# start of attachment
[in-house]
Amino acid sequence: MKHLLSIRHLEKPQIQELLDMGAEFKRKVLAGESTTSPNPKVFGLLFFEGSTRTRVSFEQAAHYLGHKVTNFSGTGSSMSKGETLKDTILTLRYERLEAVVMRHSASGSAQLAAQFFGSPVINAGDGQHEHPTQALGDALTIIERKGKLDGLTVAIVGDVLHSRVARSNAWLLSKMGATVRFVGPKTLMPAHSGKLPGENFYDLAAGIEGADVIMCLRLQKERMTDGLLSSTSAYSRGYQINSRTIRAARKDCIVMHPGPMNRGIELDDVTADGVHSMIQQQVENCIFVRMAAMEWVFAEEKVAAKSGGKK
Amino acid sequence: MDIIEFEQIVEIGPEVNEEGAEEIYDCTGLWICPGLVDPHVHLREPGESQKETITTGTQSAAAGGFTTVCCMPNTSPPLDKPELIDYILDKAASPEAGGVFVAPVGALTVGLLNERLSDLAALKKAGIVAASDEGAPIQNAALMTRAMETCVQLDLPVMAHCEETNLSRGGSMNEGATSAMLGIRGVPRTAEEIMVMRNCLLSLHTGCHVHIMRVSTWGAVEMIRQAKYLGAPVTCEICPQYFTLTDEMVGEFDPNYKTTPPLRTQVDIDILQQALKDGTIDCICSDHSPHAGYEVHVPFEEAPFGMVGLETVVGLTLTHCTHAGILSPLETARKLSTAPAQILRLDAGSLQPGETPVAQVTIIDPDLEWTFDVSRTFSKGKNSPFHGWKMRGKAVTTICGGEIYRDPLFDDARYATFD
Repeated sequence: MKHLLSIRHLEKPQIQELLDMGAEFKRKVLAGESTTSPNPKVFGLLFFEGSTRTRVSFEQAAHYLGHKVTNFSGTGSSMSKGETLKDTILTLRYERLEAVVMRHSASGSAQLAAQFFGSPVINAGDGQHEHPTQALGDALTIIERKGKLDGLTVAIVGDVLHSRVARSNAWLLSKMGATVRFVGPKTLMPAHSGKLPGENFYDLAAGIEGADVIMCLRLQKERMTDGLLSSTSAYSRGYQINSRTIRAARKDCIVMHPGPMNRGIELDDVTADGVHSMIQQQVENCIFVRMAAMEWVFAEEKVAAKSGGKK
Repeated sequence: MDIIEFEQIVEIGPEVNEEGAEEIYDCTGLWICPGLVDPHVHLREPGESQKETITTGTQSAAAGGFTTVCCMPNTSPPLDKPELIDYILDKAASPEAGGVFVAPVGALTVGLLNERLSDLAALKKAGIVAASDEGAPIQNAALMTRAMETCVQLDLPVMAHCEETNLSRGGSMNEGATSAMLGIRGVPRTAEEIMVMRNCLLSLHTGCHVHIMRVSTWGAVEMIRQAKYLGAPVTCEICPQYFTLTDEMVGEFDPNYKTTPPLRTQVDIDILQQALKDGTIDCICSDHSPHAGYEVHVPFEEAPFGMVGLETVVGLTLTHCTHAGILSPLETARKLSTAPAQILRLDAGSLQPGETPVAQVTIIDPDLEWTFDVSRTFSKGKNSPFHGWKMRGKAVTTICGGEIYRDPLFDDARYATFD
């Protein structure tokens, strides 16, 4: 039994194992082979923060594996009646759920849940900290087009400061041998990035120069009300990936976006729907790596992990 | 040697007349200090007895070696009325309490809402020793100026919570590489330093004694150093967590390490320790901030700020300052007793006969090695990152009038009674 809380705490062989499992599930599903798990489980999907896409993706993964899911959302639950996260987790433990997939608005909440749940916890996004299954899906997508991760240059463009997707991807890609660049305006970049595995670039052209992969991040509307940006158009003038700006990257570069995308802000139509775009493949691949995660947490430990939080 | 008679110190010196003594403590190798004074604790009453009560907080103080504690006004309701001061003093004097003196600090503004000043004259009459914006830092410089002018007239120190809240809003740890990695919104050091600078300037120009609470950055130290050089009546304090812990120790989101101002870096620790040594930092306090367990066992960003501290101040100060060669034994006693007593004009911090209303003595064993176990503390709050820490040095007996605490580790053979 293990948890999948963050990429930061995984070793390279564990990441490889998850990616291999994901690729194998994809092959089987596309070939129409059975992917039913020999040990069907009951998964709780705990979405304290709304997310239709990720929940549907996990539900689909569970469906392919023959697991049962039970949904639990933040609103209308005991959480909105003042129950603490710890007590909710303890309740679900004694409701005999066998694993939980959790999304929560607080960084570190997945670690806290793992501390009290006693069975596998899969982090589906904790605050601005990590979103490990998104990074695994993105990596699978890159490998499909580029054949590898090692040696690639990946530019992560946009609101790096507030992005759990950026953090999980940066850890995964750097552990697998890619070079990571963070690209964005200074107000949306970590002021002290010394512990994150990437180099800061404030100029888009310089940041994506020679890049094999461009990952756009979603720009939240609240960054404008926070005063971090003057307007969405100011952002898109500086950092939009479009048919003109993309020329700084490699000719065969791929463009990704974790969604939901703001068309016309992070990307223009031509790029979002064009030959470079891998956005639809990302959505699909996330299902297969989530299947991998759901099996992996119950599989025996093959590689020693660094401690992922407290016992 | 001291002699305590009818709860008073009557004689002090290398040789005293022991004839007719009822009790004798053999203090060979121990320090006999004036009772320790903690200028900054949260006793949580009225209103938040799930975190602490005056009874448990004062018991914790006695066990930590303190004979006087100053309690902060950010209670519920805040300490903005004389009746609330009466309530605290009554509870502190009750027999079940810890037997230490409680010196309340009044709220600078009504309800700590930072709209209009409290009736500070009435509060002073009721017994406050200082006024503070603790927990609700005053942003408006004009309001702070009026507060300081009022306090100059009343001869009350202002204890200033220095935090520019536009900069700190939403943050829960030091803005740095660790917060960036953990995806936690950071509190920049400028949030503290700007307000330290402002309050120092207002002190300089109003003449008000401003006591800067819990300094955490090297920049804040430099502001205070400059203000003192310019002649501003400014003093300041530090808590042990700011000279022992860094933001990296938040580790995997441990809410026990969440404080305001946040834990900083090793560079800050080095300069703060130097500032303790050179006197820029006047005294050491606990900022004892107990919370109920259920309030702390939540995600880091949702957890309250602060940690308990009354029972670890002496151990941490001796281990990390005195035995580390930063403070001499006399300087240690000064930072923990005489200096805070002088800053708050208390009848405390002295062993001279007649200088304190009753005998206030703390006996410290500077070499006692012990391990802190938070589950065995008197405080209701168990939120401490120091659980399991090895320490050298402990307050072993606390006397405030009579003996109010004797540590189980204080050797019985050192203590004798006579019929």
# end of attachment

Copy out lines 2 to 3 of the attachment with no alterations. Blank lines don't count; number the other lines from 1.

Amino acid sequence: MKHLLSIRHLEKPQIQELLDMGAEFKRKVLAGESTTSPNPKVFGLLFFEGSTRTRVSFEQAAHYLGHKVTNFSGTGSSMSKGETLKDTILTLRYERLEAVVMRHSASGSAQLAAQFFGSPVINAGDGQHEHPTQALGDALTIIERKGKLDGLTVAIVGDVLHSRVARSNAWLLSKMGATVRFVGPKTLMPAHSGKLPGENFYDLAAGIEGADVIMCLRLQKERMTDGLLSSTSAYSRGYQINSRTIRAARKDCIVMHPGPMNRGIELDDVTADGVHSMIQQQVENCIFVRMAAMEWVFAEEKVAAKSGGKK
Amino acid sequence: MDIIEFEQIVEIGPEVNEEGAEEIYDCTGLWICPGLVDPHVHLREPGESQKETITTGTQSAAAGGFTTVCCMPNTSPPLDKPELIDYILDKAASPEAGGVFVAPVGALTVGLLNERLSDLAALKKAGIVAASDEGAPIQNAALMTRAMETCVQLDLPVMAHCEETNLSRGGSMNEGATSAMLGIRGVPRTAEEIMVMRNCLLSLHTGCHVHIMRVSTWGAVEMIRQAKYLGAPVTCEICPQYFTLTDEMVGEFDPNYKTTPPLRTQVDIDILQQALKDGTIDCICSDHSPHAGYEVHVPFEEAPFGMVGLETVVGLTLTHCTHAGILSPLETARKLSTAPAQILRLDAGSLQPGETPVAQVTIIDPDLEWTFDVSRTFSKGKNSPFHGWKMRGKAVTTICGGEIYRDPLFDDARYATFD